Did you know that knee arthroscopy has a 90% success rate?1 Knee arthroscopy is a minimally invasive outpatient surgical procedure that uses an arthroscope to view the damaged knee joint. An arthroscope is a small tube with multiple lenses, a tiny video camera, and a light to help visualize the knee injury. The tube is inserted in a small incision made near the site of injury. The video camera is connected to a large video monitor, which is a live feed of the arthroscope’s view inside your knee joint.
Arthroscopic surgery differs from open surgery because the incisions are small, and it uses visual tools, rather than the naked eye. This allows for better precision, as well as an easier recovery for the patient. Knee arthroscopy can include procedures like meniscus repair, ligament repair, cartilage reconstruction, bone fragment removal, tissue removal, patellar repair, etc. Apart from treatment, knee arthroscopy can also be used to diagnose injuries in the knee joint.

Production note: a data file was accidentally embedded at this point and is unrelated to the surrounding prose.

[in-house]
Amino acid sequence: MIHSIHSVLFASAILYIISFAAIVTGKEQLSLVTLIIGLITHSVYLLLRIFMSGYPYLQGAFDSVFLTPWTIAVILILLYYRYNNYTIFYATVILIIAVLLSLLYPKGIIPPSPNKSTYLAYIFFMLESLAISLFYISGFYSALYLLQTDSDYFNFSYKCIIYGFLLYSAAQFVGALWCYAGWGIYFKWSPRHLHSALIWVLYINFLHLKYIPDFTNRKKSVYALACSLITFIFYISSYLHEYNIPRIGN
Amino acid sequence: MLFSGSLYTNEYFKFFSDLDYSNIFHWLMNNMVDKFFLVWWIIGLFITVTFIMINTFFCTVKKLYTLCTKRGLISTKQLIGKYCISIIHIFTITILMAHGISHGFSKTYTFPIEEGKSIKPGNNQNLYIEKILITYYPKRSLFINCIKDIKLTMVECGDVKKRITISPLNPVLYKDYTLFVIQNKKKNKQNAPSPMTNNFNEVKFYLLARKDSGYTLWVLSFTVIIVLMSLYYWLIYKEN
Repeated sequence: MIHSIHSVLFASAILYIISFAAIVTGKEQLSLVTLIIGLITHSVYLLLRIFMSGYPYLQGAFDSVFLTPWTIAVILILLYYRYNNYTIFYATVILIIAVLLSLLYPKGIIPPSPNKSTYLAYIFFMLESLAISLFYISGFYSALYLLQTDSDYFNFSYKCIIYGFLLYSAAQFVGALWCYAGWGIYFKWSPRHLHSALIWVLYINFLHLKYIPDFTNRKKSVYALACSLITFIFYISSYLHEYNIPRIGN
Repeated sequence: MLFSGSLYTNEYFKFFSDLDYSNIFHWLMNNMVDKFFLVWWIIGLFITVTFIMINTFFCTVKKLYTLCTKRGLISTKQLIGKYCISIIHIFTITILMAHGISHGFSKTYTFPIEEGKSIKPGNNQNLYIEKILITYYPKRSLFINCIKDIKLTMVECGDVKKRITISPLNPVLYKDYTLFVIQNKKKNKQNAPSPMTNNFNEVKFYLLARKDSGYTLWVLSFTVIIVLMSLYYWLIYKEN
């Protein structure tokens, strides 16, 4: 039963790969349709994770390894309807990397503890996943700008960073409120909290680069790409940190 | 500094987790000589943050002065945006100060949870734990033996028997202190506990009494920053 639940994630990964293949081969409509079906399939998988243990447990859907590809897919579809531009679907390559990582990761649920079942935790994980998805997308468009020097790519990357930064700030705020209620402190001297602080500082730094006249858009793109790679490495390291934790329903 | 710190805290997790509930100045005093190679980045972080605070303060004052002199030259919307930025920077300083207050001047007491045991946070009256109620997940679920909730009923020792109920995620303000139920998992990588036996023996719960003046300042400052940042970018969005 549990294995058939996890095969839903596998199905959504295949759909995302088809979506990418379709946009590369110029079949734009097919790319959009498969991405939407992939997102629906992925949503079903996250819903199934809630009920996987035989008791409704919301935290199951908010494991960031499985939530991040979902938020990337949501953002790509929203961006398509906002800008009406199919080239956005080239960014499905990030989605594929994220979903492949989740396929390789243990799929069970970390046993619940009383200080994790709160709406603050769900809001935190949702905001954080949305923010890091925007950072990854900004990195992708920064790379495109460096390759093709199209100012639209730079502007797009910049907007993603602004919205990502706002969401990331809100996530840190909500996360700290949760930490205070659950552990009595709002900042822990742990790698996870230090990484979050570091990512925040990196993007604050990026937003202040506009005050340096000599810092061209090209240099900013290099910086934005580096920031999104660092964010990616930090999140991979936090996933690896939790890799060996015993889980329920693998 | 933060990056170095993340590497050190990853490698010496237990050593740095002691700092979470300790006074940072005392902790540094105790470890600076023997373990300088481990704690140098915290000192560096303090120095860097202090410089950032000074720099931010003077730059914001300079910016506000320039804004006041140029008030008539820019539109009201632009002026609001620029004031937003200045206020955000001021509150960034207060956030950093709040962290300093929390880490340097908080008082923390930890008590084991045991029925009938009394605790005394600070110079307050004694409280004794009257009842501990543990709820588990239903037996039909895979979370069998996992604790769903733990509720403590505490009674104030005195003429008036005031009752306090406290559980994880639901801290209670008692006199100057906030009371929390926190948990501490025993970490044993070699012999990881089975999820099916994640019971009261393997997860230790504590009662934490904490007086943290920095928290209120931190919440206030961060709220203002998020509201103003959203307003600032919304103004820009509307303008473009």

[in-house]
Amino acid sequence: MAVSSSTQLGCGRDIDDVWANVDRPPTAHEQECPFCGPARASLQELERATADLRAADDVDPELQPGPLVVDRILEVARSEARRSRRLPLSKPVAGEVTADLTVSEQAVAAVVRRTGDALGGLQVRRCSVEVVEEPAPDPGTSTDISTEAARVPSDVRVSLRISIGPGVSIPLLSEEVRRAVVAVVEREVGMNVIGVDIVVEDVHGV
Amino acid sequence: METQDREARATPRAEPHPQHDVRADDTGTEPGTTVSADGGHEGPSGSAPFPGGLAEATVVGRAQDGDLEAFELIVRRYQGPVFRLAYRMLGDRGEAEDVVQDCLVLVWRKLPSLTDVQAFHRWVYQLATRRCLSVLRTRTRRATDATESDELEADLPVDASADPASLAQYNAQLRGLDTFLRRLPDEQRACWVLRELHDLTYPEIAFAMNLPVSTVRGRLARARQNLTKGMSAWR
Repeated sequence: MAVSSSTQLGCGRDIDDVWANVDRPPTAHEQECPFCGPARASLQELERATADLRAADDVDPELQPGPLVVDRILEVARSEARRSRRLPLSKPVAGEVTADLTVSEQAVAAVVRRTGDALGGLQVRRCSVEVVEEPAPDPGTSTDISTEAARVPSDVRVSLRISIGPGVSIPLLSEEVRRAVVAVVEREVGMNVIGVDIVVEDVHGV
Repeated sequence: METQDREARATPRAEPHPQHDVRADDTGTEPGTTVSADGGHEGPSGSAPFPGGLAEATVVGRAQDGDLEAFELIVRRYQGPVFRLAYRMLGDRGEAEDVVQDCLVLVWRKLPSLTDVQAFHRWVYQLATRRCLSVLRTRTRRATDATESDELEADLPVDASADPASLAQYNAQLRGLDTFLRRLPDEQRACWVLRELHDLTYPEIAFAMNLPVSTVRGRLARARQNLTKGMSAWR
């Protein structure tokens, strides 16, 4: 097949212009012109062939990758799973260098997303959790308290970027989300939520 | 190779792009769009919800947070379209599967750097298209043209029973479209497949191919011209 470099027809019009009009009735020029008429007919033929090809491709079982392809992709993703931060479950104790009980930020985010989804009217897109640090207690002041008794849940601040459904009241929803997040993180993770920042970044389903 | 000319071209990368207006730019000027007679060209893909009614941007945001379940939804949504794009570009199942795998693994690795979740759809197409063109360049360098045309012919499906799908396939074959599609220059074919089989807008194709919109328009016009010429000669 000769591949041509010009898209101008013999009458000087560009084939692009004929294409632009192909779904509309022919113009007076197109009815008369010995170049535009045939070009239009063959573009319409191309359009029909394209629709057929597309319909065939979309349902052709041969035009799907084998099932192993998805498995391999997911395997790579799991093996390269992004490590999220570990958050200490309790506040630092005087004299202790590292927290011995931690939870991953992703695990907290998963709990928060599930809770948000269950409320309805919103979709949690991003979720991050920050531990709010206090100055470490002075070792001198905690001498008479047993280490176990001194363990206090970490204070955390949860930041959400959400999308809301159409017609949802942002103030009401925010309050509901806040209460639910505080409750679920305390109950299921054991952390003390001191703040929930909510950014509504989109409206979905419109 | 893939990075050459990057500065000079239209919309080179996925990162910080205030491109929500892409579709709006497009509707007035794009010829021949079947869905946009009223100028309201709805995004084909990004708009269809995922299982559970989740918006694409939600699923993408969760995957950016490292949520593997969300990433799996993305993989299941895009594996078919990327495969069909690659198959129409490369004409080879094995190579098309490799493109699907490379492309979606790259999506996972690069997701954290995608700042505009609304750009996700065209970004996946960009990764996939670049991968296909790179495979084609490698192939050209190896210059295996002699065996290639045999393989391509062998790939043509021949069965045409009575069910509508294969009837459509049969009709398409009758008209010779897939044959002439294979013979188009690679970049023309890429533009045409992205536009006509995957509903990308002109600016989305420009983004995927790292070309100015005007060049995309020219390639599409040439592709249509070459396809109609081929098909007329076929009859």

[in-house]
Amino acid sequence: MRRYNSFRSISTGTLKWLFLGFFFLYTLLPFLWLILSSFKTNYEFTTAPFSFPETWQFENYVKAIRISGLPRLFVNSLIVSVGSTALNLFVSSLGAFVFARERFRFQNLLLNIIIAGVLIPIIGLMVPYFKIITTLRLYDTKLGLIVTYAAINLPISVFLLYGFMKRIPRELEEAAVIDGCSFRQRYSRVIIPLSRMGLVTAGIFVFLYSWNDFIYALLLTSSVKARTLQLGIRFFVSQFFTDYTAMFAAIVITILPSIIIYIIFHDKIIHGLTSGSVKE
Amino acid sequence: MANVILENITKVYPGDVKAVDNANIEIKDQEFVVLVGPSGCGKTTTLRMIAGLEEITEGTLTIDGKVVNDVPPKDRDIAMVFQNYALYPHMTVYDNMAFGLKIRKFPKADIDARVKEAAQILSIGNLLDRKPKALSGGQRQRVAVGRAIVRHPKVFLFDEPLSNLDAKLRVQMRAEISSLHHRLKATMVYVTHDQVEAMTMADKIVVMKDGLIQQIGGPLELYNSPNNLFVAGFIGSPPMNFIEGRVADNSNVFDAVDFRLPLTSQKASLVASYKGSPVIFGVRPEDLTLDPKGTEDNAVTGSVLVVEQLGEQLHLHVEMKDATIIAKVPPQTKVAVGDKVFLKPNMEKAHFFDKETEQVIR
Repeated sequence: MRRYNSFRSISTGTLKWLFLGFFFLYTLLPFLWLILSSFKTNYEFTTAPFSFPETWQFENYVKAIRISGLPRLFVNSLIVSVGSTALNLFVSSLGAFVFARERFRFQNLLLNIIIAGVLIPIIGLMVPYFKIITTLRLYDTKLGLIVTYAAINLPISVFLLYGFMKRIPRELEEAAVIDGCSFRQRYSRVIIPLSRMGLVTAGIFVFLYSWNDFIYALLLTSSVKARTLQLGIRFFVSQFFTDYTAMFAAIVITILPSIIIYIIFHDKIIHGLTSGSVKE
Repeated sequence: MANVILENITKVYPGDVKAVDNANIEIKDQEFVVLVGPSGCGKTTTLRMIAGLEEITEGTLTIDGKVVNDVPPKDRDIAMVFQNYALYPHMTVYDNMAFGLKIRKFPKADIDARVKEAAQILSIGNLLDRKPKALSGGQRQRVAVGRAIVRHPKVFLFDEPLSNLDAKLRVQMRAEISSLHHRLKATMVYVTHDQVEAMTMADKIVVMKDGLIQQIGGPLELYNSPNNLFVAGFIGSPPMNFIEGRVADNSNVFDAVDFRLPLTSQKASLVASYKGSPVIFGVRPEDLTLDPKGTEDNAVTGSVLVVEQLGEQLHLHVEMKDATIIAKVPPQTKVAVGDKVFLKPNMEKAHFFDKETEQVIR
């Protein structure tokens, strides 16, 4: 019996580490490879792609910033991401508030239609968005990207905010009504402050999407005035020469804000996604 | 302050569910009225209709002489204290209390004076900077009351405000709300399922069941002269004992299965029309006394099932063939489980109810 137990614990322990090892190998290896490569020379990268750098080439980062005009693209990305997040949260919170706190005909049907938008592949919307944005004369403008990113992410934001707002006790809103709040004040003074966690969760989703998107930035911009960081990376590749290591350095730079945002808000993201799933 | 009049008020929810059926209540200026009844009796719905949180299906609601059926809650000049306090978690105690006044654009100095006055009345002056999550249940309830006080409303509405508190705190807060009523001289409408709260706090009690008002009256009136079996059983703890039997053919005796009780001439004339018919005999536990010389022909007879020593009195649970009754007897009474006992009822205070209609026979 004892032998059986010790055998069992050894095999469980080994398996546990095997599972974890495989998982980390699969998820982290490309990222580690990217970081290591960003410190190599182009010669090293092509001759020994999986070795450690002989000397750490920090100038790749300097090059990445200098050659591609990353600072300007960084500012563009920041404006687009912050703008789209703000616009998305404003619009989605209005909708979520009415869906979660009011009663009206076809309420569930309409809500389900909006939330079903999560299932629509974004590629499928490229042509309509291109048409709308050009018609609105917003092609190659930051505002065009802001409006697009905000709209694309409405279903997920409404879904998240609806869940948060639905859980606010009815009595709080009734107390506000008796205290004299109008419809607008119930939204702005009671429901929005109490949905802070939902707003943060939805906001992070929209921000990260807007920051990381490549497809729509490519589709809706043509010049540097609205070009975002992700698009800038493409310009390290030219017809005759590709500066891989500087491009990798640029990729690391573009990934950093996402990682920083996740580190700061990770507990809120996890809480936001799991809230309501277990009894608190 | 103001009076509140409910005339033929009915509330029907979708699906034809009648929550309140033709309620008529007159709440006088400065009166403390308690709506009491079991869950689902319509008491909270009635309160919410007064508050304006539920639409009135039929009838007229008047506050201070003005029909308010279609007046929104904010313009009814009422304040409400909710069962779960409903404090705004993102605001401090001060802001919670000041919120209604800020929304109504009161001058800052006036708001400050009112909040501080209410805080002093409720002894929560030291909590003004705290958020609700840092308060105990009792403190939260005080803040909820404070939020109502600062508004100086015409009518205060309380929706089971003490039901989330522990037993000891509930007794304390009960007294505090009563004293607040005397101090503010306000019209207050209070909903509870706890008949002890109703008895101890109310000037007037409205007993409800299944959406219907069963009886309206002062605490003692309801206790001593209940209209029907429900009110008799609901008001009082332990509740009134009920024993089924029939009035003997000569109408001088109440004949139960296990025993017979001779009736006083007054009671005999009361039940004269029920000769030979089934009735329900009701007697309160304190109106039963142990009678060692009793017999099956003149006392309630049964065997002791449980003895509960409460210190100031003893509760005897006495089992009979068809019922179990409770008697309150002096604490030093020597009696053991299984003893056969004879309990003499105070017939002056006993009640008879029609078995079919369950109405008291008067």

Although the procedure for knee arthroscopy may vary, here are the basic steps of the surgery:
- The patient receives general, local, or spinal anesthetic
- A small incision at the knee joint is made
- The arthroscope is inserted into the incision
- Additional incisions may be made for other surgical tools
- Footage of the interior of the knee is displayed on a video monitor
- Diagnosis or corrective surgery is conducted
- The arthroscope is removed and the incisions are closed and bandaged.
Knee arthroscopy is a widely used procedure among orthopedic surgeons with benefits that include, shorter hospitalization, less tissue damage, reduced complication risk, and quicker recovery. If you or a loved one has suffered from a knee injury, contact the sports medicine surgeons at Hinsdale Orthopedics to learn more about knee arthroscopy.
Author: Dr. Jeffrey S. Staron is a board-certified orthopedic surgeon who is fellowship trained in sports medicine. Dr. Staron provides comprehensive care for the musculoskeletal system treating acute injuries and chronic joint pain in Munster, Indiana.